“So,” David eyed the assembled teenage caped crusaders with something akin to alarm, “I don’t suppose anyone outside of the fictitious Iron Man is concerned about PPE?”
“Personal Protective Equipment, you know, goggles, safety shoes, bullet proof armor.” They gave him an assortment of blank looks and he sighed. “The sort of stuff that lets you take a licking and keep on ticking, as opposed to ending up in my living room. Again.” He wasn’t going to think about how much replacing the couch was going to cost, he really wasn’t.
“But I’m already bullet-proof.”
“Yeah, but not arrow-proof, apparently.” And oh by the way did you notice none of the rest of Team Teenager shares that ability? No? Well golly-gee maybe that’s why you end up in my living room every other weekend. But he wasn’t going to say that out loud. Yet.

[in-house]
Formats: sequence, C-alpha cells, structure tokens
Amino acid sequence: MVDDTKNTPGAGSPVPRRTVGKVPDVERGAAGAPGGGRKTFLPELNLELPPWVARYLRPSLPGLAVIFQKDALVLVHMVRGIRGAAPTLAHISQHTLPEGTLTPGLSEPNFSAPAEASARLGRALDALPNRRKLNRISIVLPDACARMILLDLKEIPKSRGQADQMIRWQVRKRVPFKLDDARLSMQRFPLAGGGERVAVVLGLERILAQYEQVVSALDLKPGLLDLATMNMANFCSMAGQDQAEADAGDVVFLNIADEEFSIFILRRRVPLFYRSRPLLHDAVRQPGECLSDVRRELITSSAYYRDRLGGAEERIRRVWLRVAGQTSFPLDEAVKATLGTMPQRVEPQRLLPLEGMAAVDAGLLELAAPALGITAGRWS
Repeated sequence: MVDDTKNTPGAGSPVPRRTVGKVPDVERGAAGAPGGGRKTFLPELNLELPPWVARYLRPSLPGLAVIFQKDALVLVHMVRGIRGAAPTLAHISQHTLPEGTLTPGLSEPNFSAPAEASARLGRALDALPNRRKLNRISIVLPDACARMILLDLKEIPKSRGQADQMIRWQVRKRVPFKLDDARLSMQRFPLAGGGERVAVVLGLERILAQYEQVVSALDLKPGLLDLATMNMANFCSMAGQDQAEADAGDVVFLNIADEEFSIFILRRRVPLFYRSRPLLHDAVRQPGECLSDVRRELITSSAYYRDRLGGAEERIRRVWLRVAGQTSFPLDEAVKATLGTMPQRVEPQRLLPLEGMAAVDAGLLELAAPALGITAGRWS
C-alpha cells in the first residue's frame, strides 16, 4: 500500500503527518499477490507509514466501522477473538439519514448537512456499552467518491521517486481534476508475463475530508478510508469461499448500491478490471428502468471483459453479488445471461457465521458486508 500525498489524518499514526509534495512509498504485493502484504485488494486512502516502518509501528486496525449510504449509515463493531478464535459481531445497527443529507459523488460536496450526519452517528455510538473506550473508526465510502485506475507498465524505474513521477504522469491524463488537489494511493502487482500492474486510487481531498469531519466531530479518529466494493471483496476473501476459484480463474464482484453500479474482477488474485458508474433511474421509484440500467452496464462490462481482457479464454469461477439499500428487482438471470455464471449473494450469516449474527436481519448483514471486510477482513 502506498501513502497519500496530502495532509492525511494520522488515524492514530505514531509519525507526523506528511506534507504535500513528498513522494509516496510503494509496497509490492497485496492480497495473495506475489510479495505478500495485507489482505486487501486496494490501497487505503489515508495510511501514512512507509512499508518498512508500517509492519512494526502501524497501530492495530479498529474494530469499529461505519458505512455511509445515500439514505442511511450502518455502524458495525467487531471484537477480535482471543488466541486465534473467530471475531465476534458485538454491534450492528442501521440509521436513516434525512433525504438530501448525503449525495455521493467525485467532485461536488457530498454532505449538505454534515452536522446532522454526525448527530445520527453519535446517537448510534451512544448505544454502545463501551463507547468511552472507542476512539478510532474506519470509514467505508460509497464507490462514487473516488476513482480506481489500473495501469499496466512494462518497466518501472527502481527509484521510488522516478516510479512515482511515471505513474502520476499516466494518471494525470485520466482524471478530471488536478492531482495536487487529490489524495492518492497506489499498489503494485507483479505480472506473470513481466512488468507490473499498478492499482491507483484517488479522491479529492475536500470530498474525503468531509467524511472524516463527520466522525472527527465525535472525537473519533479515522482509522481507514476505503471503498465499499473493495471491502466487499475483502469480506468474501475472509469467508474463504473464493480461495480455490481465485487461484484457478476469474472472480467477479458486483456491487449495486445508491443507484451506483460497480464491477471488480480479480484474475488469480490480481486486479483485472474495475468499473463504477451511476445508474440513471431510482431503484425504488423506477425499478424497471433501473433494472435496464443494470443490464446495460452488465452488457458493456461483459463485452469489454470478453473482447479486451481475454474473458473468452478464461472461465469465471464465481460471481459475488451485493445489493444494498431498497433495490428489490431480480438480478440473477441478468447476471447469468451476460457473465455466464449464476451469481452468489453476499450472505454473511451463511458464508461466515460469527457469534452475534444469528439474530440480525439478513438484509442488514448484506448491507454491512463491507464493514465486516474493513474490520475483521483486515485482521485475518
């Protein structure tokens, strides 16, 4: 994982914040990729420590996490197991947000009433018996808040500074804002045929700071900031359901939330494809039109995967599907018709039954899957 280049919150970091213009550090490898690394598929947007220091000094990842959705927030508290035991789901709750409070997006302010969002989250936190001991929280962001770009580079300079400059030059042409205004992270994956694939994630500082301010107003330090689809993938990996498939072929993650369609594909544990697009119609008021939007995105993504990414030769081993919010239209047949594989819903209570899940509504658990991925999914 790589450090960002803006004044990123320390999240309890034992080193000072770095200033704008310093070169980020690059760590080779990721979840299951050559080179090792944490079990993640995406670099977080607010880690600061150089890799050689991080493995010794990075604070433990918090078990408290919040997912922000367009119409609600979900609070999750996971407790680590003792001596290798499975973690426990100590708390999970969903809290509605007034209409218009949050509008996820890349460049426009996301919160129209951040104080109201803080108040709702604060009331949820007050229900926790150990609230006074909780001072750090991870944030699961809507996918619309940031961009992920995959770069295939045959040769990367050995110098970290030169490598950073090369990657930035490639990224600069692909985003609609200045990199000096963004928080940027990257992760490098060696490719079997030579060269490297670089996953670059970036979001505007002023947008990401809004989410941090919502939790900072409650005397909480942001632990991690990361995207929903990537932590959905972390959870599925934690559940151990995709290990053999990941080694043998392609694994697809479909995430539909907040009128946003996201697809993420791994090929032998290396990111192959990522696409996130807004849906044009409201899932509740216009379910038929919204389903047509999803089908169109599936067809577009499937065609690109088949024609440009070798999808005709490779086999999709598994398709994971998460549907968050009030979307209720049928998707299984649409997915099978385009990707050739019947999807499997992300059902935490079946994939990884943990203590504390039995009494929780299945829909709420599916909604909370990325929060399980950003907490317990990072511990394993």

“But, um, that’s what you’re for.”
“No. Nyet. Nr.” He glared at the offending teenager. “My job is not to be out running from battle to battle healing random superpowered meatsheilds who were too lazy or too cool for Kevlar.”
Which, predictably, just pissed them off, and David took a moment to count to ten before trying to salvage the discussion. “Look, try thinking about it like this: Why do you need me?”
“Because we’re out there protecting the city from evil!”
“So I’m supposed to let innocent civilians die because you can’t plan ahead?”
“Well, um, no– wait, what?”
He sighed. “What do you think I do for a living?”
He gave the last girl a sharp look, but she’d apparently meant it as a joke. “I work at the hospital.”
“You’re a janitor?” The look of horror on their faces was just priceless.
He just about kicked them all out right then, but no, he was supposed to be imparting life lessons or some such crap. The Silver Wisp was going to owe him a dozen beers at this point. “No you idiot, I’m a Pediatrician.”
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